Berlin-Hamlet is the sixth volume of poetry by Szilárd Borbély (b. 1964), universally regarded by the Hungarian literary world as one of the leading figures in the first generation of authors to emerge following the end of Communist rule:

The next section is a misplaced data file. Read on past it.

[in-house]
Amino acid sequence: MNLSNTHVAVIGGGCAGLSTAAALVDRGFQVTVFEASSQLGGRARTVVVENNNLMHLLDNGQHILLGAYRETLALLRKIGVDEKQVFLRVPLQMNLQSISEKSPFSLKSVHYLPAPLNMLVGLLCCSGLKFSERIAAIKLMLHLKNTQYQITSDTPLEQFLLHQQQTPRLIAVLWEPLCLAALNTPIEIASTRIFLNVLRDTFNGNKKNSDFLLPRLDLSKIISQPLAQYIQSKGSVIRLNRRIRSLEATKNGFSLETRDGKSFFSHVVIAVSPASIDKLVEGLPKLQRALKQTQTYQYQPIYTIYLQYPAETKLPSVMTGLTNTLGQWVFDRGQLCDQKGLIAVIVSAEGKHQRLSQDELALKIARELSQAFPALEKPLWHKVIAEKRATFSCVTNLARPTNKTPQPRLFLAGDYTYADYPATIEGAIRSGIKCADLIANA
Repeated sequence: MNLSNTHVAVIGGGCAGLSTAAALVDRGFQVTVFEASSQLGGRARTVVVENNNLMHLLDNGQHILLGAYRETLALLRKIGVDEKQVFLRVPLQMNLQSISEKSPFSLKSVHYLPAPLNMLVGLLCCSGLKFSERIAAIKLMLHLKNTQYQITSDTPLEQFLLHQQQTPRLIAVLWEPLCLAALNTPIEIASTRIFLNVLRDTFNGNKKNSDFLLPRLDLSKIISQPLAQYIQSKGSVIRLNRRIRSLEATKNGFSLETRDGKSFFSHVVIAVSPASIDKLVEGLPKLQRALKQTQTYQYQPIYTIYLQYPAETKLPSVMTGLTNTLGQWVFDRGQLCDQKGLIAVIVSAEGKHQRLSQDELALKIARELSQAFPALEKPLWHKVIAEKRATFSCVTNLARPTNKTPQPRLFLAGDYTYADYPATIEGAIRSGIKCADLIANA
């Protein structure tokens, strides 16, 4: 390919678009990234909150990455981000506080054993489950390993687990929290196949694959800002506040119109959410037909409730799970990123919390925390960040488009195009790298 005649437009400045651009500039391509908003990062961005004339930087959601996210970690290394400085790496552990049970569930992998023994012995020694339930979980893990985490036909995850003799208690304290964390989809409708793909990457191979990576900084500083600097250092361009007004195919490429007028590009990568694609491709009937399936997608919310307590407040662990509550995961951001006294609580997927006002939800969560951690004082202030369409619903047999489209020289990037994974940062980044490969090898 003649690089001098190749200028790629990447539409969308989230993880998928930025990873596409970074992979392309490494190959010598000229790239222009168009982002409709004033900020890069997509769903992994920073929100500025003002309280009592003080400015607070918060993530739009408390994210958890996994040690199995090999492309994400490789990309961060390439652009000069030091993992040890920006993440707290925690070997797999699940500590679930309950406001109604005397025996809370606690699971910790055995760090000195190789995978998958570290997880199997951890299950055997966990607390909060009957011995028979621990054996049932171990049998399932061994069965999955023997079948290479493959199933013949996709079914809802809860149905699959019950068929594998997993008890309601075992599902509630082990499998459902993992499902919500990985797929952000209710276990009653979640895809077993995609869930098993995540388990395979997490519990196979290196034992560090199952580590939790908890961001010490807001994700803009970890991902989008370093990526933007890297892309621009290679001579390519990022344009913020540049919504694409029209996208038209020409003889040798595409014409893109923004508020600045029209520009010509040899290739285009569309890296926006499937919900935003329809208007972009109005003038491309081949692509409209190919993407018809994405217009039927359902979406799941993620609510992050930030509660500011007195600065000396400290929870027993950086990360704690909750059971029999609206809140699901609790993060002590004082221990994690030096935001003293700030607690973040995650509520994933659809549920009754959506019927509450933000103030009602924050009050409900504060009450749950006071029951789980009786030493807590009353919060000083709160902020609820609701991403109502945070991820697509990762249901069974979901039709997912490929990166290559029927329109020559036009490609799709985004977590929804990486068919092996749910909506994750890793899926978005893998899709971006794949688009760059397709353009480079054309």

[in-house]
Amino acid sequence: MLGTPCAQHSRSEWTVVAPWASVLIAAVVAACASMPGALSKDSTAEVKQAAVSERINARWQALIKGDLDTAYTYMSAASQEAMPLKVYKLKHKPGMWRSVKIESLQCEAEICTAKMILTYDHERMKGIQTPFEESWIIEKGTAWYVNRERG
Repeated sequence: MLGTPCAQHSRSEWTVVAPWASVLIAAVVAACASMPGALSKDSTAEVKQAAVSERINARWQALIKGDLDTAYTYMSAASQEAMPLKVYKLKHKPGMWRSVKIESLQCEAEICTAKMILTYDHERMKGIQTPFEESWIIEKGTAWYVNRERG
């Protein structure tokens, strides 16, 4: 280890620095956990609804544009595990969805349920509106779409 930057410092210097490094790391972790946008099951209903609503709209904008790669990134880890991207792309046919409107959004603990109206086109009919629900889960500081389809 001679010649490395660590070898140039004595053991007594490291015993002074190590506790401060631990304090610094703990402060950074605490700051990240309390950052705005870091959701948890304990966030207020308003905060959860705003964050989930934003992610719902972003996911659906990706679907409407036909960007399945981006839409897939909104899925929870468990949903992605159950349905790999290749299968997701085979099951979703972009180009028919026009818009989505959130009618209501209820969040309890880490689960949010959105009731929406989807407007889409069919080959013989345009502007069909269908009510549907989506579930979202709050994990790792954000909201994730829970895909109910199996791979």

To read Berlin-Hamlet is an experience akin to strolling through one of the phantasmagoric shopping arcades described in Walter Benjamin’s Passagenwerk – yet instead of window displays boasting the remnants of 19th-century European optimism, we pass by disembodied scraps of written text from the far more ghostly realm of early 20th-century modernity: primarily Franz Kafka, yet also including Benjamin himself, or such Hungarian authors as Attila József or Erno Szép. Paraphrases and reworked quotations from the vanished worlds of Europe in the last years before the cataclysm, particularly the German-Jewish intellectual sphere, appear in sharp juxtaposition with images of post-1989 Berlin frantically rebuilding itself in the wake of German unification (more...)

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